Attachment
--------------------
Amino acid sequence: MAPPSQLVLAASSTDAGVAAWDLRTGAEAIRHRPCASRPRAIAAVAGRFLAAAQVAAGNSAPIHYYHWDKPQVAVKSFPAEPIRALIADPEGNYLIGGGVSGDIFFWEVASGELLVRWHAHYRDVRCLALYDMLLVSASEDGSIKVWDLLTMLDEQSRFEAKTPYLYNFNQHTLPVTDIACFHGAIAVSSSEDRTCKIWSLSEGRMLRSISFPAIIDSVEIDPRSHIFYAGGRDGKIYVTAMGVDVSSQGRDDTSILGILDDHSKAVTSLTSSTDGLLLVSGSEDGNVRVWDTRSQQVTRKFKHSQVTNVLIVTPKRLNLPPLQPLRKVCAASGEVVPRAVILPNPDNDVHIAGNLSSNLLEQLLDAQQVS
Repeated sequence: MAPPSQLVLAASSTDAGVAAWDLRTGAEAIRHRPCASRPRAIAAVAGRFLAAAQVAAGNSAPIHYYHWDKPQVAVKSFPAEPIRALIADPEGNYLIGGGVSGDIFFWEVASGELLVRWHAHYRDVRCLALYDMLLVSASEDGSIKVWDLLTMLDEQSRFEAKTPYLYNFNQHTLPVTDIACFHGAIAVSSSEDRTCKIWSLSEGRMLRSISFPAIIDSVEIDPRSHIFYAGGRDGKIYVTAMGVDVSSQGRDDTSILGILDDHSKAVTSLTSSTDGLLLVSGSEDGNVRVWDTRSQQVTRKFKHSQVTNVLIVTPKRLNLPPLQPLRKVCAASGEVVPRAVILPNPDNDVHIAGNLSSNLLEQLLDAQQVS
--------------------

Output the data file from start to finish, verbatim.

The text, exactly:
Amino acid sequence: MAPPSQLVLAASSTDAGVAAWDLRTGAEAIRHRPCASRPRAIAAVAGRFLAAAQVAAGNSAPIHYYHWDKPQVAVKSFPAEPIRALIADPEGNYLIGGGVSGDIFFWEVASGELLVRWHAHYRDVRCLALYDMLLVSASEDGSIKVWDLLTMLDEQSRFEAKTPYLYNFNQHTLPVTDIACFHGAIAVSSSEDRTCKIWSLSEGRMLRSISFPAIIDSVEIDPRSHIFYAGGRDGKIYVTAMGVDVSSQGRDDTSILGILDDHSKAVTSLTSSTDGLLLVSGSEDGNVRVWDTRSQQVTRKFKHSQVTNVLIVTPKRLNLPPLQPLRKVCAASGEVVPRAVILPNPDNDVHIAGNLSSNLLEQLLDAQQVS
Repeated sequence: MAPPSQLVLAASSTDAGVAAWDLRTGAEAIRHRPCASRPRAIAAVAGRFLAAAQVAAGNSAPIHYYHWDKPQVAVKSFPAEPIRALIADPEGNYLIGGGVSGDIFFWEVASGELLVRWHAHYRDVRCLALYDMLLVSASEDGSIKVWDLLTMLDEQSRFEAKTPYLYNFNQHTLPVTDIACFHGAIAVSSSEDRTCKIWSLSEGRMLRSISFPAIIDSVEIDPRSHIFYAGGRDGKIYVTAMGVDVSSQGRDDTSILGILDDHSKAVTSLTSSTDGLLLVSGSEDGNVRVWDTRSQQVTRKFKHSQVTNVLIVTPKRLNLPPLQPLRKVCAASGEVVPRAVILPNPDNDVHIAGNLSSNLLEQLLDAQQVS